Learn and Discover Open Source with Daily Genuine Experience. From Coding, Design, Package Management Tweak to Desktop Customization.
 
   

Preface

Goal: Preparing modularized configuration by examining folder structure.

Table of Content

  • Preface: Table of Content

  • 1: Config Comparation

  • 2: Directory Structure

  • 3: Passing Value from Module

  • What is Next ?


1: Config Comparation

As already said, Awesome configuration is long as 564 lines, as you can see in original provided configuration for 4.3 series below:

After modularized, the config would be, similar as 80 lines of code as below:

pcall(require, "luarocks.loader")

-- Standard awesome library
local gears = require("gears")
local awful = require("awful")

-- Theme handling library
local beautiful = require("beautiful")

-- Miscellanous awesome library
local menubar = require("menubar")

RC = {} -- global namespace, on top before require any modules
RC.vars = require("main.user-variables")
modkey = RC.vars.modkey

-- Error handling
require("main.error-handling")

-- Variable definitions
beautiful.init(gears.filesystem.get_themes_dir() .. "default/theme.lua")
beautiful.wallpaper = RC.vars.wallpaper

-- -- --

-- Calling All Module Libraries

-- Custom Local Library
local main = {
  layouts = require("main.layouts"),
  tags    = require("main.tags"),
  menu    = require("main.menu"),
  rules   = require("main.rules"),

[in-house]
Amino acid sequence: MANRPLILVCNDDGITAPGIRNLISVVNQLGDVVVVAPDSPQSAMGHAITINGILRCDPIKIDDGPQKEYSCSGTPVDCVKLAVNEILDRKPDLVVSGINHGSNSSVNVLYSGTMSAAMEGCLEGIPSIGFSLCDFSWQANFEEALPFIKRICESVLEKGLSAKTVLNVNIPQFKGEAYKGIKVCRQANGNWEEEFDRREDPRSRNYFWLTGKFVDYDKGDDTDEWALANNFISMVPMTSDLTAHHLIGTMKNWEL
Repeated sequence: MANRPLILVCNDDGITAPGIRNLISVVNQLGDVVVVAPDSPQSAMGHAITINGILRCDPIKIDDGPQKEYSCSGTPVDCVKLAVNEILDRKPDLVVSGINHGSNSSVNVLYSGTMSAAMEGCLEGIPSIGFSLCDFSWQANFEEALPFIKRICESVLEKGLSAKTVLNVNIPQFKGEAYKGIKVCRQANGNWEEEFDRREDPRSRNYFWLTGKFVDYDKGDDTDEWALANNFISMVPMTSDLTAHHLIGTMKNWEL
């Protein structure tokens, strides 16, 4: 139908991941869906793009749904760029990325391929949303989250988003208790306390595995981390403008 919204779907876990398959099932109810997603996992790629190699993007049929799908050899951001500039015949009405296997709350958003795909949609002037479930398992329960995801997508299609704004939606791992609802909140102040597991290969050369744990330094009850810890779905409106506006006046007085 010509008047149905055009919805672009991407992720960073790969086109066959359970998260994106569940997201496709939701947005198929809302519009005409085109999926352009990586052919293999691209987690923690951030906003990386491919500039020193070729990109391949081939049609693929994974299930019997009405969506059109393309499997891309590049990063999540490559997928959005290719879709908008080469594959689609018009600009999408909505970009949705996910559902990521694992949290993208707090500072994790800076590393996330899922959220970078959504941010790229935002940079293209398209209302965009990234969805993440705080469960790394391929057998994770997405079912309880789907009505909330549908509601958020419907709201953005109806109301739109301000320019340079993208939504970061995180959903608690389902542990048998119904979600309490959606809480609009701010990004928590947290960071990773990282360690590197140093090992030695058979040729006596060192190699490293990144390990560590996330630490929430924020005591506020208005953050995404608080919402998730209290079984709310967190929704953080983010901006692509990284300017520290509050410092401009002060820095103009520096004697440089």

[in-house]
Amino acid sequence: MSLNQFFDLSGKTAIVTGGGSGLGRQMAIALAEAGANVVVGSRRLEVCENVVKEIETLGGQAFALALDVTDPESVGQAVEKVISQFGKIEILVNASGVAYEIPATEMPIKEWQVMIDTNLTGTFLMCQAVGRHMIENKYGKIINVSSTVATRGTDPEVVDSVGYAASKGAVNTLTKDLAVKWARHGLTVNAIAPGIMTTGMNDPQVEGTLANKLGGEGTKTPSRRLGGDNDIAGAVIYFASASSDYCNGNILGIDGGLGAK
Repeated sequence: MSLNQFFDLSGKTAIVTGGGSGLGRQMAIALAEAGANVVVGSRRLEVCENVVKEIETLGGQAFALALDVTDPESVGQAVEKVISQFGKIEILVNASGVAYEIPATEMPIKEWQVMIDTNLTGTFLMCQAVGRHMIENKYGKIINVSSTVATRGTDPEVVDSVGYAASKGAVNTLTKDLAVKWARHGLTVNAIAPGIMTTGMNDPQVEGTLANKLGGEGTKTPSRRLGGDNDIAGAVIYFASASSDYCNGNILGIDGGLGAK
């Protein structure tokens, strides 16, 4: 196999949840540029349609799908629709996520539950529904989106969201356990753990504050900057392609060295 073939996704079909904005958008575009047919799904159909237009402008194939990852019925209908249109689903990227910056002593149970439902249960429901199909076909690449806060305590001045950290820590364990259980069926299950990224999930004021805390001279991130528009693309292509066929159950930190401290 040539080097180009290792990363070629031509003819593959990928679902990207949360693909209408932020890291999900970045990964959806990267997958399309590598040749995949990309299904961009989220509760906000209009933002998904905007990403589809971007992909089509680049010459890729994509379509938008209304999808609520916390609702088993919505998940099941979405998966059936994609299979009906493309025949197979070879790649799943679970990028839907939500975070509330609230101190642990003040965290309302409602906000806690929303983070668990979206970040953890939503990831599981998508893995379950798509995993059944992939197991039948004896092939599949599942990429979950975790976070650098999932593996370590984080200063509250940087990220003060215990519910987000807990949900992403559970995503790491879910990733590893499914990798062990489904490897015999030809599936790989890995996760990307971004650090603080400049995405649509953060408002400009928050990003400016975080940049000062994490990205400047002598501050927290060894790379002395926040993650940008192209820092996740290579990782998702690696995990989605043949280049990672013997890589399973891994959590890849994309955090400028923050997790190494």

}

-- Custom Local Library: Keys and Mouse Binding
local binding = {
  globalbuttons = require("binding.globalbuttons"),
  clientbuttons = require("binding.clientbuttons"),
  globalkeys    = require("binding.globalkeys"),
  bindtotags    = require("binding.bindtotags"),
  clientkeys    = require("binding.clientkeys")
}

-- Layouts
RC.layouts = main.layouts()

-- Tags
RC.tags = main.tags()

-- Menu
RC.mainmenu = awful.menu({ items = main.menu() }) -- in globalkeys
RC.launcher = awful.widget.launcher(
  { image = beautiful.awesome_icon, menu = RC.mainmenu }
)
menubar.utils.terminal = RC.vars.terminal

-- Mouse and Key bindings
RC.globalkeys = binding.globalkeys()
RC.globalkeys = binding.bindtotags(RC.globalkeys)

-- Set root
root.buttons(binding.globalbuttons())
root.keys(RC.globalkeys)

-- Keyboard map indicator and switcher
mykeyboardlayout = awful.widget.keyboardlayout()

-- Statusbar: Wibar
require("deco.statusbar")

-- Rules
awful.rules.rules = main.rules(
  binding.clientkeys(),
  binding.clientbuttons()
)

-- Signals
require("main.signals")

The main rc.lua, should only contain skeleton of the configuration.


2: Directory Structure